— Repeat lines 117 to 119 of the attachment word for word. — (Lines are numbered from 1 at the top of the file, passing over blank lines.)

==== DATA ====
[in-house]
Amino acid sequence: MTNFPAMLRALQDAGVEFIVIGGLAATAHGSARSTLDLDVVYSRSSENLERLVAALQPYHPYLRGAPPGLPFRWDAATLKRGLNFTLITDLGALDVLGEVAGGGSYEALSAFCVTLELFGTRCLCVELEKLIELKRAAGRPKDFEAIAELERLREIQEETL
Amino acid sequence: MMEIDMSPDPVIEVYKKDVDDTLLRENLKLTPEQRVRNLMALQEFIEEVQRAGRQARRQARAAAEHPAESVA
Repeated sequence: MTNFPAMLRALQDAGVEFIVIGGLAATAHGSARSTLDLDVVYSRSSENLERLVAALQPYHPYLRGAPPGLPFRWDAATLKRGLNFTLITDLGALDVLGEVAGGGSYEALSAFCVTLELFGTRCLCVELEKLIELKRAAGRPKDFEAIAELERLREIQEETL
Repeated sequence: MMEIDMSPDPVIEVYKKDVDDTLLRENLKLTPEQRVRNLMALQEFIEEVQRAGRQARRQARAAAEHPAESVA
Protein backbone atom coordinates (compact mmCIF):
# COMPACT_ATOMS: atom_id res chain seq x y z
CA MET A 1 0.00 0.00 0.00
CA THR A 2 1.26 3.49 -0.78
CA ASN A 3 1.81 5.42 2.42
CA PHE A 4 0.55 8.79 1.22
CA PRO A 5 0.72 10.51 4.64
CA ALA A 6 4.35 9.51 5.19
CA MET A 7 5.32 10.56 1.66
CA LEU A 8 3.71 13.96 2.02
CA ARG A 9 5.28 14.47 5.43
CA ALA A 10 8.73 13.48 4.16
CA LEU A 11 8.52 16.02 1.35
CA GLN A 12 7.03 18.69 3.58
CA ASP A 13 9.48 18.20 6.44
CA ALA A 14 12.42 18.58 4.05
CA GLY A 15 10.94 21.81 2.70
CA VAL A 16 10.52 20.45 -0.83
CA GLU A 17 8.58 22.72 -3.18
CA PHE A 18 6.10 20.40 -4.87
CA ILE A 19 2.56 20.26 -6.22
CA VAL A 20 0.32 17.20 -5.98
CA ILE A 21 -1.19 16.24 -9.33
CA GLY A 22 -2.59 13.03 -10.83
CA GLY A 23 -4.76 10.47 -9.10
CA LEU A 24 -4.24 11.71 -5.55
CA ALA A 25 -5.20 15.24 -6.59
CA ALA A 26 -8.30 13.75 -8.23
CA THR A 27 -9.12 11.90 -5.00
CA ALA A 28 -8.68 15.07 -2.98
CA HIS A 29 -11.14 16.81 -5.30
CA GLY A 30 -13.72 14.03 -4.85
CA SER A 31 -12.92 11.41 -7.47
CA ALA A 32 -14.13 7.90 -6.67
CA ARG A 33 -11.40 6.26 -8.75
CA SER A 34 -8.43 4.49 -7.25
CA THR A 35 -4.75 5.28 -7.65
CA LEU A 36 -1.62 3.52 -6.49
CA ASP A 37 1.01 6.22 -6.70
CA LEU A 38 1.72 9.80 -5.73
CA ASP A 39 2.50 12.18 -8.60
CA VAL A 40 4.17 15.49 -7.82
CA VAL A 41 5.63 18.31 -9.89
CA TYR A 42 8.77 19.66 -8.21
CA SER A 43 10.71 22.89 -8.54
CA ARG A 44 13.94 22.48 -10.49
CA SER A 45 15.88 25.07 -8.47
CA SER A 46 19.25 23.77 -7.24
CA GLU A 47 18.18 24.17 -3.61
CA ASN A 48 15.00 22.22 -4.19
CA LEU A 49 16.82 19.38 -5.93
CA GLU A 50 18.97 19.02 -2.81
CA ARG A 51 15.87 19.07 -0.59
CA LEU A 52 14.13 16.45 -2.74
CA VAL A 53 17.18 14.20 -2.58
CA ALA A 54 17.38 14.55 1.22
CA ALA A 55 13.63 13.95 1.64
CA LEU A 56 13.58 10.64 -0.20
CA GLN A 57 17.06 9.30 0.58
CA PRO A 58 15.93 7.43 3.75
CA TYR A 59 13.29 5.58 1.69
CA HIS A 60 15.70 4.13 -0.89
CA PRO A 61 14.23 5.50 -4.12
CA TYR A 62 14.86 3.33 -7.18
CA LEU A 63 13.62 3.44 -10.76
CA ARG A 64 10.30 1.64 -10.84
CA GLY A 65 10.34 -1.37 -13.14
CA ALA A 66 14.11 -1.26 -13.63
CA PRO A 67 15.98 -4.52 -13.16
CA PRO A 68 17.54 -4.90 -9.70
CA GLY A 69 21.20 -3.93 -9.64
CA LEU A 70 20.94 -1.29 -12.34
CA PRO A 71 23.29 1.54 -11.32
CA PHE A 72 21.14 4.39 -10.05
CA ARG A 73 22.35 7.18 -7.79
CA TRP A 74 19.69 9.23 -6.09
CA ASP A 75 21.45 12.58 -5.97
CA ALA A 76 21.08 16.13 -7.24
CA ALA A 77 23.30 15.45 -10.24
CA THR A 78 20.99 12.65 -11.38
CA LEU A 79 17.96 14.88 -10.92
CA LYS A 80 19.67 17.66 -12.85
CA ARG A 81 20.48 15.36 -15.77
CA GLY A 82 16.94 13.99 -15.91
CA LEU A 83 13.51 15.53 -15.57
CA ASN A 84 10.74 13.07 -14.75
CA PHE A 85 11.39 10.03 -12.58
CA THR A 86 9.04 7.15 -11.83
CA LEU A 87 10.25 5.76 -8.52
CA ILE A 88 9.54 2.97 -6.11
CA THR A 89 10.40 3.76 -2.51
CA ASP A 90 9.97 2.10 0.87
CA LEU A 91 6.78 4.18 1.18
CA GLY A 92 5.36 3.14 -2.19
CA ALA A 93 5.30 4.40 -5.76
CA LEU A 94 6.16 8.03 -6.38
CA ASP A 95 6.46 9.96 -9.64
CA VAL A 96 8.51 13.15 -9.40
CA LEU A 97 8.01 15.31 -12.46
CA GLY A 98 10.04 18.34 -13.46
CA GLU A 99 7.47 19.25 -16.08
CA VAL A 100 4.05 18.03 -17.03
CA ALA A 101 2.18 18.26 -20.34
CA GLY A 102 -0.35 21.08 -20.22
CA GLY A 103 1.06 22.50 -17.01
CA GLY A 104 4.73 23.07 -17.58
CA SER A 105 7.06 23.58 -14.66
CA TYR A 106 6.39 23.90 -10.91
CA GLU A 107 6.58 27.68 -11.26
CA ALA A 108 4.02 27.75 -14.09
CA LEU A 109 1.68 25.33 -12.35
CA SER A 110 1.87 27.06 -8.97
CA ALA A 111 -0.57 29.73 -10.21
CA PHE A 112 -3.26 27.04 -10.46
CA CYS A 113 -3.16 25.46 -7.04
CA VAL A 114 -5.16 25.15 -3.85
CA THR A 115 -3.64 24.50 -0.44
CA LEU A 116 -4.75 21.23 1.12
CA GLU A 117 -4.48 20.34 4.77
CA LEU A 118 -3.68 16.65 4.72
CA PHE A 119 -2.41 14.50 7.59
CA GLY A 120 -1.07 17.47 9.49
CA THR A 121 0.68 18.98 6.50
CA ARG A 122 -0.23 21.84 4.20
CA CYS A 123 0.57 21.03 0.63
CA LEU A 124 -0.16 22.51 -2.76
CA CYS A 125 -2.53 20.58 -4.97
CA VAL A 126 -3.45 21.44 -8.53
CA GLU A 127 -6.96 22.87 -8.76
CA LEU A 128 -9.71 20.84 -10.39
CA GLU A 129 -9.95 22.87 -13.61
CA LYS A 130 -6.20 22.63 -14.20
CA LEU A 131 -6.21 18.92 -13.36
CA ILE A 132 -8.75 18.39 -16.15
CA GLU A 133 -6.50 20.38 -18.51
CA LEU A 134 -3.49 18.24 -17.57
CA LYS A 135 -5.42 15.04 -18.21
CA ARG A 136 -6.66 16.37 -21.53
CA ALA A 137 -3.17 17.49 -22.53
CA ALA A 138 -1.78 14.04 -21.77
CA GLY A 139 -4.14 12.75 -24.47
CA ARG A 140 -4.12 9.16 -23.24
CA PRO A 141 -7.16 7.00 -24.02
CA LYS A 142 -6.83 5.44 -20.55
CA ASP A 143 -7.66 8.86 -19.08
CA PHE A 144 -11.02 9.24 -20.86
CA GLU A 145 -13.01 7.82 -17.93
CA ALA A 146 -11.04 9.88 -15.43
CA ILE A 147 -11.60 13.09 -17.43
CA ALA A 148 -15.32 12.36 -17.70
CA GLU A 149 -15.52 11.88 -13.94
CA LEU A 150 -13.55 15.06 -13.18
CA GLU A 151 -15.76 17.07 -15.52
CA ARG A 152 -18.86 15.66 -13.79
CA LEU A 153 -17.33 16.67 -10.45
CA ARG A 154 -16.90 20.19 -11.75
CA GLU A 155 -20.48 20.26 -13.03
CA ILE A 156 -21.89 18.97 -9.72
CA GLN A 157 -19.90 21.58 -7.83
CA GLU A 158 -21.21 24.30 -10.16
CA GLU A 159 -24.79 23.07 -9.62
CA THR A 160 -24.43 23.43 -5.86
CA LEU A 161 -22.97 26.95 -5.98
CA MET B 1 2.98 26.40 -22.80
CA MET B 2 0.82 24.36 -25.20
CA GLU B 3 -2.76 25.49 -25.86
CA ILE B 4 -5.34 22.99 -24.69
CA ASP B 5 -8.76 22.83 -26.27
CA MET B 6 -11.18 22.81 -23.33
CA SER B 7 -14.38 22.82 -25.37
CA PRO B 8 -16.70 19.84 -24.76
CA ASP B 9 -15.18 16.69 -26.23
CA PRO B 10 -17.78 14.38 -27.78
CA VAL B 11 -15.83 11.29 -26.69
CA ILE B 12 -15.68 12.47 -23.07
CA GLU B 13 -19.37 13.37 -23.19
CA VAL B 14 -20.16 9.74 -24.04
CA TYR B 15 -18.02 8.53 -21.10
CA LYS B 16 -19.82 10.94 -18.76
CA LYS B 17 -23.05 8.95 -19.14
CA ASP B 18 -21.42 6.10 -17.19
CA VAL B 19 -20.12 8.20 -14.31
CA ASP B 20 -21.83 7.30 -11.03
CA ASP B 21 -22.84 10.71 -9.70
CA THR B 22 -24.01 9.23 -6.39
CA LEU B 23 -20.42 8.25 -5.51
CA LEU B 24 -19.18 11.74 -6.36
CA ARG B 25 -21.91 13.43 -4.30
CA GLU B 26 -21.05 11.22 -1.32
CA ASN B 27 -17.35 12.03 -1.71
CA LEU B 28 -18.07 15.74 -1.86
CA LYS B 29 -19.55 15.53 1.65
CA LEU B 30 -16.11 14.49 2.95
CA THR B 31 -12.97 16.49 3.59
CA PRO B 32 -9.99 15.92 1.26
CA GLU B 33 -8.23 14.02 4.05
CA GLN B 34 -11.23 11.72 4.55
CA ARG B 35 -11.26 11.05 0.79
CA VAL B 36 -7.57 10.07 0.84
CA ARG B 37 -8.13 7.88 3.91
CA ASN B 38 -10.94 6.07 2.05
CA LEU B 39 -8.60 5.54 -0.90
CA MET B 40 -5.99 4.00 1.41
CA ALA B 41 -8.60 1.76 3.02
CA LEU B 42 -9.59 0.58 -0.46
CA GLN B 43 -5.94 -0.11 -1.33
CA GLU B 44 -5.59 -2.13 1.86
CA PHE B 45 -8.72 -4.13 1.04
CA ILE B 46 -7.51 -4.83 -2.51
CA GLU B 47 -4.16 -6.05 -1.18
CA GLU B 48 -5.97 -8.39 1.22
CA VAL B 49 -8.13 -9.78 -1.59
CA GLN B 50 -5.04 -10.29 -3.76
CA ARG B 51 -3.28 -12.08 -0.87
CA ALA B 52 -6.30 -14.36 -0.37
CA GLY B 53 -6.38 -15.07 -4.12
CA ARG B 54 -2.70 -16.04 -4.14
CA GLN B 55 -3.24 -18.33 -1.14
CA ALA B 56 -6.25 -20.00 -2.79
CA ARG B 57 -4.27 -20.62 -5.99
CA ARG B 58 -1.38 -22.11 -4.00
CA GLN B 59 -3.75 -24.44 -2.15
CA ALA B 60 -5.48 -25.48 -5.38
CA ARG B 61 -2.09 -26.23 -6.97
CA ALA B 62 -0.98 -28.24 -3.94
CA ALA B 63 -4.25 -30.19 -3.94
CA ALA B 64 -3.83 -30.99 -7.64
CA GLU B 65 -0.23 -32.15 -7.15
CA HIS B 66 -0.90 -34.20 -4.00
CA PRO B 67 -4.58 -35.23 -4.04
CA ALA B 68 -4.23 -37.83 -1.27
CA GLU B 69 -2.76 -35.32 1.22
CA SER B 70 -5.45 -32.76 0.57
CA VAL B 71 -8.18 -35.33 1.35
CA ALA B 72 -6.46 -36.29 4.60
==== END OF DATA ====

CA SER A 110 1.87 27.06 -8.97
CA ALA A 111 -0.57 29.73 -10.21
CA PHE A 112 -3.26 27.04 -10.46